var-const Mordante ldionne
- Group Reviewers
- rGef8e91826126: [libc++] Forward more often to memmove in copy
Is it possible to add some tests for this? For checking the optimization, perhaps use structs containing pointers to dynamically-allocated memory that have deep-copying constructors, then check that only the pointers themselves were copied?
Nit: I think checking _InIter should happen before _OutIter for consistency with the argument order.
Question: why wouldn't the other reverse_iter overload that calls __unwrap_iter handle the case?
I don't think there is a way to check other than grepping for memmove in the binary. IIUC you suggestion would be to add non-trivial assignment operators, but that would disable the optimization. The optimization should only apply if it's invisible to the user.
With a reverse_iterator<reverse_iterator<int*>> the other overload would have _InIter = reverse_iterator<int*>. This is only a random access iterator and not a contiguous iterator, so it wouldn't get unwrapped.
Not sure if this helps, but Chrome noticed this breakage during an attempt to roll libc++: https://crbug.com/1322961
The "test" that we have for this is quite horrible and I'm not sure that we'd want to adopt it here, but just for the sake of completeness: https://source.chromium.org/chromium/chromium/src/+/main:base/containers/checked_iterators_unittest.cc;l=101;drc=633d2d745d1fd09256ab846e7f923fbc5c084770
This is one of the reasons why I like sharing implementations between ranges versions of algorithms and non-ranges versions. Even a simple algorithm like std::copy can become not-so-simple due to subtle reasons, and we'd risk not fixing/improving one of the two algorithms if we had two copies. Nothing to do about this comment, just a rationale for why I can appear annoying with my requests to share ranges and non-ranges code.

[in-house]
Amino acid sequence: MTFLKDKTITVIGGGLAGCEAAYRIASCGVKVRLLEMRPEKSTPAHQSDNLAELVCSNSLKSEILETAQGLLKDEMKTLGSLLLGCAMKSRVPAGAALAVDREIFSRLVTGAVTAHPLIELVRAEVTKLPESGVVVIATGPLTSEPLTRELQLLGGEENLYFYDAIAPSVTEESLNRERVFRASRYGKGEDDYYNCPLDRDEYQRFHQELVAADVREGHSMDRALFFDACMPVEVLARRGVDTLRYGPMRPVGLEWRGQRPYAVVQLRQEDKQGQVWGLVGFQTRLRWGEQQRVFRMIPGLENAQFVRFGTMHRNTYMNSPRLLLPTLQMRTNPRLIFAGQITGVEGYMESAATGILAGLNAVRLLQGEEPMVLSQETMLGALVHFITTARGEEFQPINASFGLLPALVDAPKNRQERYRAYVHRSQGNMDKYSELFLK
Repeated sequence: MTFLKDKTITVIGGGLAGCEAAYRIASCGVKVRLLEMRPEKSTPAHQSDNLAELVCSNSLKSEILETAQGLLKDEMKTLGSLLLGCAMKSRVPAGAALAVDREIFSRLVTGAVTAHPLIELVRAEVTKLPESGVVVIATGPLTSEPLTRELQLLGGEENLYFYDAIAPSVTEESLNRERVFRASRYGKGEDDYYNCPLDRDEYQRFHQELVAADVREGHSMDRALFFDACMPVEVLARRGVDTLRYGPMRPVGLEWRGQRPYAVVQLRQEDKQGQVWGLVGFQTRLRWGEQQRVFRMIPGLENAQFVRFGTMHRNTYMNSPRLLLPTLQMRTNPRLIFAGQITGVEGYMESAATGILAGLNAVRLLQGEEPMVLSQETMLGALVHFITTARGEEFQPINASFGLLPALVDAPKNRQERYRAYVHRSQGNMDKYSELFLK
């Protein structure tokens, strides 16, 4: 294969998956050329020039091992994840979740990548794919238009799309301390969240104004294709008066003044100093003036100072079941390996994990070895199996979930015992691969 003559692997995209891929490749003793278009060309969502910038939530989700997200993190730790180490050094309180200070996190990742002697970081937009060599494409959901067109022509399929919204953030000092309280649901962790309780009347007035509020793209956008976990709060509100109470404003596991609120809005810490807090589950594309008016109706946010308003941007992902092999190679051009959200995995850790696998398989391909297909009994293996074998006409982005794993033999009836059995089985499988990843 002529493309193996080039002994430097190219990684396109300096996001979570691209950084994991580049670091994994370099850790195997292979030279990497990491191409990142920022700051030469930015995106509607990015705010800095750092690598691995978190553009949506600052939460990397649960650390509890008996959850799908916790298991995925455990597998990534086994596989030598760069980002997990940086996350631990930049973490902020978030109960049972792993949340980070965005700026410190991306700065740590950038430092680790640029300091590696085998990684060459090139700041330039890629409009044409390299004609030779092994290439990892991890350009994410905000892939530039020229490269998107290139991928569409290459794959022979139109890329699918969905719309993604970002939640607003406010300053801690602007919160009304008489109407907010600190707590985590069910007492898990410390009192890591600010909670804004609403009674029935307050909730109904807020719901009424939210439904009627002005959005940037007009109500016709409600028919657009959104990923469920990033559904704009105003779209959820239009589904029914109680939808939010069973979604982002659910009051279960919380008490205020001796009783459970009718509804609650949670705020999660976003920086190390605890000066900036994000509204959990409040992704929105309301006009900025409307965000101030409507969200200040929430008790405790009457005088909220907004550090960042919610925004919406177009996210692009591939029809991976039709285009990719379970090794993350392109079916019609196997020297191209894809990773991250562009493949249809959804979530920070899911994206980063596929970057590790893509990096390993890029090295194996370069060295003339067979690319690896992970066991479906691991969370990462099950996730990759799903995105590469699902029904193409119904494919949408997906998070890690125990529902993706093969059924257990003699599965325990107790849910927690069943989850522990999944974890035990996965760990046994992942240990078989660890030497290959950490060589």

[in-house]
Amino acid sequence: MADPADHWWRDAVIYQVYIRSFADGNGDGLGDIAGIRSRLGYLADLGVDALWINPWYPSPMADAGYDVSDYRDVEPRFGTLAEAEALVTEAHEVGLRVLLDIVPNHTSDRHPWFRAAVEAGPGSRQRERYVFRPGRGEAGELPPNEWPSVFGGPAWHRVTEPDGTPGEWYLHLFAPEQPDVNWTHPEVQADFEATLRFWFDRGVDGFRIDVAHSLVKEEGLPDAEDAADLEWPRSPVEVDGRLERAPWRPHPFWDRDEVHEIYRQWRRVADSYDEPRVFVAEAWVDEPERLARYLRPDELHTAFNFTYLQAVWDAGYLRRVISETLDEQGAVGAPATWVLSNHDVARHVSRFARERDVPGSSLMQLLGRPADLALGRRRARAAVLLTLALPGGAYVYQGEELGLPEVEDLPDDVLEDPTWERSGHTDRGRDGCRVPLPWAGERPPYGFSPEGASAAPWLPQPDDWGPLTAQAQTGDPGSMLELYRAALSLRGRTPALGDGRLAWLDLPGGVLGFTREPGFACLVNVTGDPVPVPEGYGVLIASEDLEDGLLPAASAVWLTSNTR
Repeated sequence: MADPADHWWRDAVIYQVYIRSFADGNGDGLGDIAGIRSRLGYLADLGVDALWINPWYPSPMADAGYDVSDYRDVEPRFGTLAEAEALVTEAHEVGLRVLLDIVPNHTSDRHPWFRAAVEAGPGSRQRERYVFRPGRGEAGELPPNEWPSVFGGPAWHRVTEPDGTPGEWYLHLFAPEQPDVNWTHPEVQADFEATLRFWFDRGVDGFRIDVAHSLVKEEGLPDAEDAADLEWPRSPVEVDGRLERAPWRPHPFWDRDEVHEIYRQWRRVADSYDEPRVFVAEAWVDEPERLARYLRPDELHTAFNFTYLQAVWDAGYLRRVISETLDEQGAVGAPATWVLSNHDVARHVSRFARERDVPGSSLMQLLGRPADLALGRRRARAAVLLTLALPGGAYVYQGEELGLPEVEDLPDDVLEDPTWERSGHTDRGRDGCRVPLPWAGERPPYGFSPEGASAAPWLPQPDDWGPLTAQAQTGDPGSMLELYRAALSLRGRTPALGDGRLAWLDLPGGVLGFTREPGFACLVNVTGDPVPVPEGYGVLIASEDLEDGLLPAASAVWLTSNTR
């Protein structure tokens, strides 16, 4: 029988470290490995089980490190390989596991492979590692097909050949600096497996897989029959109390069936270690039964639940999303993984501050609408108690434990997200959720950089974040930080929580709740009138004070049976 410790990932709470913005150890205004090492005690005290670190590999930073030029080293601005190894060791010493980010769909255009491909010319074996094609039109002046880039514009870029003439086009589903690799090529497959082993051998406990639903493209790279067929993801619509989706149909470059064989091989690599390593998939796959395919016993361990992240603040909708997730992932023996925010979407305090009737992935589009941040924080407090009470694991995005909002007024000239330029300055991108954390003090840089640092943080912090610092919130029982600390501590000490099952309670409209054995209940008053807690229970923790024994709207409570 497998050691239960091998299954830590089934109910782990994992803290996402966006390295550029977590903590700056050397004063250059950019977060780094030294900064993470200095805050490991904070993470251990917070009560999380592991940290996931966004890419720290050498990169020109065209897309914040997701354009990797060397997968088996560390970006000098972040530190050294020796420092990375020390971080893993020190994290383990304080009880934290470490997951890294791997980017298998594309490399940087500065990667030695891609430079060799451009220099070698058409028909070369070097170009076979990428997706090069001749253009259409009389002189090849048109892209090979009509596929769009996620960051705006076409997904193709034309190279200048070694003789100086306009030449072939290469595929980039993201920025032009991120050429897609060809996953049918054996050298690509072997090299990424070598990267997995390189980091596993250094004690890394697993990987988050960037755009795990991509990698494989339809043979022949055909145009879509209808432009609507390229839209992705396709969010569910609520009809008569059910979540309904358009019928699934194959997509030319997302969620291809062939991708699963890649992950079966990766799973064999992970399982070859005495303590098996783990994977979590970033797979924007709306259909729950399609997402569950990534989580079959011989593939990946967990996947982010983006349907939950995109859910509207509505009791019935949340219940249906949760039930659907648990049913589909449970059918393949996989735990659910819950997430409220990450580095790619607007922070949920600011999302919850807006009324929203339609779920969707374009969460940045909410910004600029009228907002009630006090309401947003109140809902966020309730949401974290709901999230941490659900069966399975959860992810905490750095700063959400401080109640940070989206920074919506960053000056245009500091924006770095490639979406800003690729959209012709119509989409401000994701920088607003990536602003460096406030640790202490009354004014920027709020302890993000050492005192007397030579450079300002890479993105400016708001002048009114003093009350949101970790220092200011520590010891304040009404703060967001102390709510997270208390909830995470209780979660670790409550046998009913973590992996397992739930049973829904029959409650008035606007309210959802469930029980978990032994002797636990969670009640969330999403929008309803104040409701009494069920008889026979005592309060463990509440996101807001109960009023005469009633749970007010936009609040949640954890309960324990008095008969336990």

Is it possible that what you're looking for here is instead is_contiguous_iterator<_Iter> && is_trivially_copy_assignable<value_type<_Iter>>? I don't think we have a trait for is_contiguous_iterator that works with older standards and understands __wrap_iter properly, but we probably should if that's indeed what you mean.
Can you negate the condition used below instead? It makes it easier to understand what's going on:
__enable_if_t<!(is_copy_constructible<_InIter>::value && is_copy_constructible<_Sent>::value && is_copy_constructible<_OutIter>::value)>
Can you use class = __enable_if_t<...> instead to allow placing the return type in the usual place? Note that if you run into duplicate declaration issues, you can use non-type template parameters instead:
template <class _InIter, class _Sent, class _OutIter, __enable_if_t<CONDITION>* = nullptr> ...
This needs a comment explaining what the test does (it tests that we optimize copy operations into memmoves IIUC).
LGTM, but let's fix the failing CI tests. Thanks!
I would like to investigate (in a different patch if the experiment turns out positive) the possibility of overloading __unwrap_iter (and __rewrap_iter) for reverse_iterator<reverse_iterator<It>> more generally. If that works out, we would get some added benefits in other algorithms as well for free, and this overload could go away entirely.